I am not a criminal, I swear.
I’ve just experienced a life with a unique set of events and fields of study that, if one were given enough the correct motivation (and a healthy dose of limited moral inhibitions), the particular set of skills learned could be misapplied to one’s advantage. Fortunately, I’m in a position where the best use of these skills is writing realistic stories where the only people affected or hurt are characters.
There’s always that old writing advice of “write what you know”, but if that’s all writers did, there’d be a lot of the same old. I always liked to interpret it broader: “use what you know to help flesh out your story”.
It does help to have first hand experience with things, but in order to tell characters who know how to break locks, I don’t have to be a master locksmith. To tell characters who know how to use medicines or poisons, I don’t have to be a professional assassin. To describe characters who must infiltrate or use stealth to escape, I don’t have to be a scout or a ninja.
But having a familiarity with these concepts, and the feelings and logistics that surround them, can certainly be used in the stories to provide a more authentic experience.
So how do my characters know how to pick locks, poison, or sneak around? Because someone who was obviously not a good friend once told me to have an interesting life.
Back in middle school, I was your typical latch-key kid. I’d come home off the bus, pick up the mail, and let myself into the apartment. But on more than a couple occasions I forgot my key. Easy enough fix, you can use your student ID to let yourself in (seriously, use the deadbolts). But another time, the deadbolt was locked for some reason, which meant I wasn’t going in through the front door without property damage (and I didn’t have a drill handy anyway).
But I could climb over the balcony. Turns out that door was locked, too. With some bobby pins, tweezers, paper clips, for some reason the metal file on nail clippers, and a rudimentary knowledge of tumblers, I was able to get in.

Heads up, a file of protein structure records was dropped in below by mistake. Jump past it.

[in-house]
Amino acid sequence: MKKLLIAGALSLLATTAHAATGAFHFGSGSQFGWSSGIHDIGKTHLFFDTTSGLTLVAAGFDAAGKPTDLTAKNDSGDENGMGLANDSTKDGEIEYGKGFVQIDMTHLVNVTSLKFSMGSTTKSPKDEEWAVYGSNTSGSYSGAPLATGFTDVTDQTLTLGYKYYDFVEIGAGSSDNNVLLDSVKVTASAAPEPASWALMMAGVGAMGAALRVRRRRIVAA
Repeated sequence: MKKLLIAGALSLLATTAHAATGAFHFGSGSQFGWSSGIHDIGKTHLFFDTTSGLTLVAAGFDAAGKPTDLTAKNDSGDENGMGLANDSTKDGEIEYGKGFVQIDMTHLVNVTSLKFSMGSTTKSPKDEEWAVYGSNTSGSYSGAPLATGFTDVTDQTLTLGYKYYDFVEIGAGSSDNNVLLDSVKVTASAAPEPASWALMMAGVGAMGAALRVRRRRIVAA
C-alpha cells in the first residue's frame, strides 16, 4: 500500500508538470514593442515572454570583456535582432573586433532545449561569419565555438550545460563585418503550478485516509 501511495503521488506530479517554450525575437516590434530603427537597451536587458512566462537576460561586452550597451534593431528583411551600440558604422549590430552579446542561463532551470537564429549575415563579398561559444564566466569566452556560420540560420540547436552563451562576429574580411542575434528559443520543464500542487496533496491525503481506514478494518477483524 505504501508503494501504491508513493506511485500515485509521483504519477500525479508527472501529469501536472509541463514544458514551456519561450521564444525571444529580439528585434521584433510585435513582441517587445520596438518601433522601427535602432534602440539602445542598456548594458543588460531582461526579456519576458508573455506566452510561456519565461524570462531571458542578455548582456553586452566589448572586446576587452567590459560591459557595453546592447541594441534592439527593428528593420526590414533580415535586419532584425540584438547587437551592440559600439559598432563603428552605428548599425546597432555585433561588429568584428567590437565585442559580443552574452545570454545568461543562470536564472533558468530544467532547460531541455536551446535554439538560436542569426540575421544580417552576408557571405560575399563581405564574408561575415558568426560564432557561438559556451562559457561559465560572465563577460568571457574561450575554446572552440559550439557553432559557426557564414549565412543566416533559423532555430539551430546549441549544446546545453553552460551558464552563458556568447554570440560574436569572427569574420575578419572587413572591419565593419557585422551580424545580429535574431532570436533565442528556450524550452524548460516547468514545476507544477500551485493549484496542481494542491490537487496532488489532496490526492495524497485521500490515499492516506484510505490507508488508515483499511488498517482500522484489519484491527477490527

Another time in gym class, someone decided to put their lock on my locker to keep me from getting my things. I got in, and kept their lock so they could never lock up their things until their parents bought them a new one. When they confronted me on it, it was already in the trash and I could honestly say I didn’t know what happened to it.
“Why would I have your lock? That’s a weird question to ask, did you give it to me somehow?”
Getting gently vicious at the middle-school gym. Add in another skill-set for my characters to learn.
Now, poison…I don’t have a story for poison. I’ve never poisoned anyone without it being a written order from a doctor for a dose low enough to be within the therapeutic range for the purpose of providing medical treatment. So, any medicine, really. Morphine. Chemotherapy.
I liked studying toxicology in the library, hoping one day to help people with overdoses after some friends got into drugs, and drinking was a problem within the community.
There was a greater job market and more marketable skills in medicine, so I learned more about medicines through the certification to be a pharmacy technician and then getting my nursing license. But with those studies comes the knowledge of the “Therapeutic Index”, and the difference between the toxic dose and the lethal dose. The “dose makes the poison” as the saying goes, and the dose that affects the body varies based on the mode of delivery.